How can you show you are a super good deal?
And the myth is the best bundles are narrow and have very similar products so that they make sense to consumers. But the thesis is that the best bundle is one that minimizes super-fan overlap and maximizes casual-fan overlap.
The incentive of the bundler is to minimize super-fan overlap. The key is, you want to be building a product that minimizes the cases where I’m paying twice for the same person. I want to pay as close as possible to the marginal churn contribution of this product inside this bundle.
You want to keep increasing the scope of your bundle in particular into new areas of super-fans.
Reed Hastings made a choice very early on, and is very public about it. “I’m not moving price. People saw it as a consumer forward message. It was $8 a month for a very, very long time. You build a product and then you add to that product and you increase the price as your value to your base increases.“
So what did Netflix do by holding price constant, they forced themselves to think about their own path to growth was subscriber growth And what that meant was every incentive of the business was creating more subscribers.
When people say I am going to raise prices, generally that’s a sign that you’ve run out of ways to think about the next frontier of super-fans and casual-fans for your business.
Amazon prime has done that. Didn’t raise prices for years and years and years and managed to add so much value to that bundle. Then they add music and they add books and they add all different things to it. And the thing I think that is not easy to see about that is what they were really doing was expanding the base.
When you start seeing a subscription service increase prices, people look at it as a willingness to pay indicator. I look at as I’ve saturated my ability to continue growing my base. It’s not a positive indicator as the ability to continue expanding at the same price.
Do you need to keep your price constant for a long time and be just focused on growing the business?
How to both feed their core as well as grow their next audience. The Spotify student bundle was one of the most fun ones to work on. Because I think most people’s perception was that it was a discounting program. In that process, what we were doing by giving the original version was Spotify plus Hulu for $5 a month for students. That was an immensely profitable effort for both companies. The super-fan overlap between those two products in the student space was quite small. The number of students who paid for both parts is very small. So everybody who signed up and a lot of people signed up for this combined product, everyone who signed up was new ti thus offering.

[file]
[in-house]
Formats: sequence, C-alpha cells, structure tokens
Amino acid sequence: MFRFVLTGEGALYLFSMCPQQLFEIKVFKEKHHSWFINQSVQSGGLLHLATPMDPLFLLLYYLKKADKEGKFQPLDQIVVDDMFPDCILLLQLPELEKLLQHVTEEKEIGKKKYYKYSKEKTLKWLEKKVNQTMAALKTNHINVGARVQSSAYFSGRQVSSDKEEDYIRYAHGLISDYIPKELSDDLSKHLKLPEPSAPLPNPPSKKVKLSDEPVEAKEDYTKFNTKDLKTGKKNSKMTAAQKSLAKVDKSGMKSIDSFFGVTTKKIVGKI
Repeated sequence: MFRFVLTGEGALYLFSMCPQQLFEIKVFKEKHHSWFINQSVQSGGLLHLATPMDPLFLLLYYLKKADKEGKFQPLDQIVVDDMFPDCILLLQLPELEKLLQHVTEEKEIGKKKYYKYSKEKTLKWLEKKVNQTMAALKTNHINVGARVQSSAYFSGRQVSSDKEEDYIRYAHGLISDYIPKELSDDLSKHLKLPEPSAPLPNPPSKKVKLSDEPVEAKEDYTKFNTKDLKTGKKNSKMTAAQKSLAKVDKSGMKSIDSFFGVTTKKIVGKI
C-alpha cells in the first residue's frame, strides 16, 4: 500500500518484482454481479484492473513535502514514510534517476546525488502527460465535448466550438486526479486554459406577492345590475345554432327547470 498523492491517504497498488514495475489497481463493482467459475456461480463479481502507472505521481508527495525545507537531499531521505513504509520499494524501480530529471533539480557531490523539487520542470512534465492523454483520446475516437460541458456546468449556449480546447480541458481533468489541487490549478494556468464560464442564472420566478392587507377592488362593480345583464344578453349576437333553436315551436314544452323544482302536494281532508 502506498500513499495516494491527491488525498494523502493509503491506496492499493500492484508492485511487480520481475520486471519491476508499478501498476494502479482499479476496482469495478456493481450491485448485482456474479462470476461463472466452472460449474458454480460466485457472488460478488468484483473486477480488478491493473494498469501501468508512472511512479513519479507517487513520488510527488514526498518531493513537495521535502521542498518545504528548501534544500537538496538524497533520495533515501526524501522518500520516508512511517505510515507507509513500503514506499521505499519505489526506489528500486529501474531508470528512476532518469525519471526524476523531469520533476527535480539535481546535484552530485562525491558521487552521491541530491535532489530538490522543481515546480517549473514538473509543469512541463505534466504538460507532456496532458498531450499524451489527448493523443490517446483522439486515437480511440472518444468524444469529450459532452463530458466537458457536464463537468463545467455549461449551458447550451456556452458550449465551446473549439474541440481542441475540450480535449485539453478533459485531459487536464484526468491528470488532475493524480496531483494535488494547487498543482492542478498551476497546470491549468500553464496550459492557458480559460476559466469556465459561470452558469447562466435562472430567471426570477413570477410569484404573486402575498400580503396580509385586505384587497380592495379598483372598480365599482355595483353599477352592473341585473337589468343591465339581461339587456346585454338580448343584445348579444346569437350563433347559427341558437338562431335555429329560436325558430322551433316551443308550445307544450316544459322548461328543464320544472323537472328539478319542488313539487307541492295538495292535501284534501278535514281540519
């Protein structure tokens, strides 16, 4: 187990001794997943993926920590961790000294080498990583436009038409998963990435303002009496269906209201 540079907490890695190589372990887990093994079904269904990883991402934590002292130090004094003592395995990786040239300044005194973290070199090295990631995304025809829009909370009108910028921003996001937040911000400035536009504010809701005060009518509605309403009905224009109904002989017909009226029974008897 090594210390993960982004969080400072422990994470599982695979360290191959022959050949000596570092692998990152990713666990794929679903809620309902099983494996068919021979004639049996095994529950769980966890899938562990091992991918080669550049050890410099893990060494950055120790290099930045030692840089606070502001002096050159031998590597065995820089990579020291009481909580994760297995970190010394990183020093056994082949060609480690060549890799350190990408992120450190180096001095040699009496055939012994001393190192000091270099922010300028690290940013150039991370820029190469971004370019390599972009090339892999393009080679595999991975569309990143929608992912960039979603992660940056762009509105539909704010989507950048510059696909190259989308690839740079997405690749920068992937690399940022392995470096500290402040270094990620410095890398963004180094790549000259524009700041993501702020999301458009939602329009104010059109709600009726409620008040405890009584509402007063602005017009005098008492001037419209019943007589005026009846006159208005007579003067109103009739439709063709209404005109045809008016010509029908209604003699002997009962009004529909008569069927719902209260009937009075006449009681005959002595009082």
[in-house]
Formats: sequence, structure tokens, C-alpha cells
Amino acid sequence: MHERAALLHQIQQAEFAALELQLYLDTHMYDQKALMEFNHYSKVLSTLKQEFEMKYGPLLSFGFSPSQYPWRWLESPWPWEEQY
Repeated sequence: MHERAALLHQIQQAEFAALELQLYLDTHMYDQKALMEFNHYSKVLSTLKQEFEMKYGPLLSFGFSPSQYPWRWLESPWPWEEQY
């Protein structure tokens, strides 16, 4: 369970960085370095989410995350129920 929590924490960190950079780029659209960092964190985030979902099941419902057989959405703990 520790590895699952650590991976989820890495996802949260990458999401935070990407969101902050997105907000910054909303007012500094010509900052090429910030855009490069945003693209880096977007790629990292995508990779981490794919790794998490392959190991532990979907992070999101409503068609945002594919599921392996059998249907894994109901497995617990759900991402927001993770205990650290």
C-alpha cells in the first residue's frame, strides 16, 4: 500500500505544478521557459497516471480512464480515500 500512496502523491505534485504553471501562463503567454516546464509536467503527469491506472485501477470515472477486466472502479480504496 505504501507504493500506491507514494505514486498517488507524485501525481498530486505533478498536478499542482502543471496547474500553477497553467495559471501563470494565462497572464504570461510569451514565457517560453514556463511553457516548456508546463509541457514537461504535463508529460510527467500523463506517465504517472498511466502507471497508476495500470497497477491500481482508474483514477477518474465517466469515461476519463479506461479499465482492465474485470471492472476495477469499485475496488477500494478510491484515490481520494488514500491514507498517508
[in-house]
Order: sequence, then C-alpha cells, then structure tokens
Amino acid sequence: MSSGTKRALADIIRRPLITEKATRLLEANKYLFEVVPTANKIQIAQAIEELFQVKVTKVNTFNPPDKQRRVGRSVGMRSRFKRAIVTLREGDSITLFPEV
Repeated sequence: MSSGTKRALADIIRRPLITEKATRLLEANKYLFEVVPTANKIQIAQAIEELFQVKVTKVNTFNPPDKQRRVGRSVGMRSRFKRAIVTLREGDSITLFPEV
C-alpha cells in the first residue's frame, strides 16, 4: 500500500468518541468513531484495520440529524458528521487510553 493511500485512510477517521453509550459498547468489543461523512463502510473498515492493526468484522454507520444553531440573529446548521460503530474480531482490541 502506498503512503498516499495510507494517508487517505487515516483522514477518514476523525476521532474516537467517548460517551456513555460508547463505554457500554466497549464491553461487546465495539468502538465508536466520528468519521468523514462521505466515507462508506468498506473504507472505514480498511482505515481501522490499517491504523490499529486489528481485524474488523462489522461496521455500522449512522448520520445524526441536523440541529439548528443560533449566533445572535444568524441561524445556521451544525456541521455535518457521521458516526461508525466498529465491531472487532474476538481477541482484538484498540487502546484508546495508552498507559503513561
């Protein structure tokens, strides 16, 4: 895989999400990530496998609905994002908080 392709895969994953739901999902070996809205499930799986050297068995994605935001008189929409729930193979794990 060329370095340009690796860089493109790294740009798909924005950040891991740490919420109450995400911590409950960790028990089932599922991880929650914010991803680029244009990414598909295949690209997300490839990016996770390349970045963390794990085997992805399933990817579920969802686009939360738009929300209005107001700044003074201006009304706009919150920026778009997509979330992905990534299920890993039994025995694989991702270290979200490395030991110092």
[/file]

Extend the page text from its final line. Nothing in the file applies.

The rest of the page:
What’s a similar play for you? A good question to be asked.
The ability to do bundles is much simpler. You can pass back referral code, you can do OAuth to be able to get people to sign into multiple things.
An eigenquestion is find the most discriminating question and answer that question first. And you can think about if I have 10 questions, for which question if I answered it first, would it answer the other nine questions?
I love it :)
In addition to selected articles, I share one of Alan's leadership principles every week - the same one that I share internally and with our investors every Wednesday.
👉 At Alan, we don’t need everyone to be convinced of our decision (Healthy Business)
👉An excellent guide on how to write well (First Round)
👉Skateboard, Bike, Car: how to build a product (Andrew Wilkinson)
👉Tobi Lütke (Founder & CEO, Shopify) about being a platform (Masters of Scale)
👉Why is it so important to speak with simple words in the world of healthcare? (The Atlantic)